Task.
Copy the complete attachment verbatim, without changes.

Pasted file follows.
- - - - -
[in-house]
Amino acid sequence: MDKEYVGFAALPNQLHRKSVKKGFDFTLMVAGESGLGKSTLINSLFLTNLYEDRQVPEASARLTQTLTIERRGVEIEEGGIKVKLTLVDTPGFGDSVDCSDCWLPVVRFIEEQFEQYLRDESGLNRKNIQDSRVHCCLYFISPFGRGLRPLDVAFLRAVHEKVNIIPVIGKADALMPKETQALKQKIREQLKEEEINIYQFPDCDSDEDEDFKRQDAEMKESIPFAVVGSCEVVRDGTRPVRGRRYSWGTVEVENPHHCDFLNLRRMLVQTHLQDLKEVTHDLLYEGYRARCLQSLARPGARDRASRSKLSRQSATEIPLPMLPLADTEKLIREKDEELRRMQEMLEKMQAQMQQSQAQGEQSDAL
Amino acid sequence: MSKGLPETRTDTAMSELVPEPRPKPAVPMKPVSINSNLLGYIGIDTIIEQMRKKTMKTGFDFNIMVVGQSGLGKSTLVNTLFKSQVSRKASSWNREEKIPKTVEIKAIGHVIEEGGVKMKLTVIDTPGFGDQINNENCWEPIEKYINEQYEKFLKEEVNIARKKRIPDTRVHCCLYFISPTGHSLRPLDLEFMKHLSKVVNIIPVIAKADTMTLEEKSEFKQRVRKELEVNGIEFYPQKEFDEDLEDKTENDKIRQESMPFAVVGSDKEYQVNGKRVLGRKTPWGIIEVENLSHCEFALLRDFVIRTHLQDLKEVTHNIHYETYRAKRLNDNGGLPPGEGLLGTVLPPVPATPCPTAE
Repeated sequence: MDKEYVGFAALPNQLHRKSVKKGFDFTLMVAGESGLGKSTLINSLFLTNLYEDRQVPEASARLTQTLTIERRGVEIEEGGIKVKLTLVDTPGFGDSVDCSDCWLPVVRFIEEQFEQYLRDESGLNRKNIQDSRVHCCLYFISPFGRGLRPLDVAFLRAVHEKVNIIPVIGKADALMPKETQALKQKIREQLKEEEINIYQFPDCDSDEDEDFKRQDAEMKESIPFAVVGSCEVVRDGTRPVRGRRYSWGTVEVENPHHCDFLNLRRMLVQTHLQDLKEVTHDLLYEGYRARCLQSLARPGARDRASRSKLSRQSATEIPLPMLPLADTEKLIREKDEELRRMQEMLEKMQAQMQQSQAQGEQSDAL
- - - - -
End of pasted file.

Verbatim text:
[in-house]
Amino acid sequence: MDKEYVGFAALPNQLHRKSVKKGFDFTLMVAGESGLGKSTLINSLFLTNLYEDRQVPEASARLTQTLTIERRGVEIEEGGIKVKLTLVDTPGFGDSVDCSDCWLPVVRFIEEQFEQYLRDESGLNRKNIQDSRVHCCLYFISPFGRGLRPLDVAFLRAVHEKVNIIPVIGKADALMPKETQALKQKIREQLKEEEINIYQFPDCDSDEDEDFKRQDAEMKESIPFAVVGSCEVVRDGTRPVRGRRYSWGTVEVENPHHCDFLNLRRMLVQTHLQDLKEVTHDLLYEGYRARCLQSLARPGARDRASRSKLSRQSATEIPLPMLPLADTEKLIREKDEELRRMQEMLEKMQAQMQQSQAQGEQSDAL
Amino acid sequence: MSKGLPETRTDTAMSELVPEPRPKPAVPMKPVSINSNLLGYIGIDTIIEQMRKKTMKTGFDFNIMVVGQSGLGKSTLVNTLFKSQVSRKASSWNREEKIPKTVEIKAIGHVIEEGGVKMKLTVIDTPGFGDQINNENCWEPIEKYINEQYEKFLKEEVNIARKKRIPDTRVHCCLYFISPTGHSLRPLDLEFMKHLSKVVNIIPVIAKADTMTLEEKSEFKQRVRKELEVNGIEFYPQKEFDEDLEDKTENDKIRQESMPFAVVGSDKEYQVNGKRVLGRKTPWGIIEVENLSHCEFALLRDFVIRTHLQDLKEVTHNIHYETYRAKRLNDNGGLPPGEGLLGTVLPPVPATPCPTAE
Repeated sequence: MDKEYVGFAALPNQLHRKSVKKGFDFTLMVAGESGLGKSTLINSLFLTNLYEDRQVPEASARLTQTLTIERRGVEIEEGGIKVKLTLVDTPGFGDSVDCSDCWLPVVRFIEEQFEQYLRDESGLNRKNIQDSRVHCCLYFISPFGRGLRPLDVAFLRAVHEKVNIIPVIGKADALMPKETQALKQKIREQLKEEEINIYQFPDCDSDEDEDFKRQDAEMKESIPFAVVGSCEVVRDGTRPVRGRRYSWGTVEVENPHHCDFLNLRRMLVQTHLQDLKEVTHDLLYEGYRARCLQSLARPGARDRASRSKLSRQSATEIPLPMLPLADTEKLIREKDEELRRMQEMLEKMQAQMQQSQAQGEQSDAL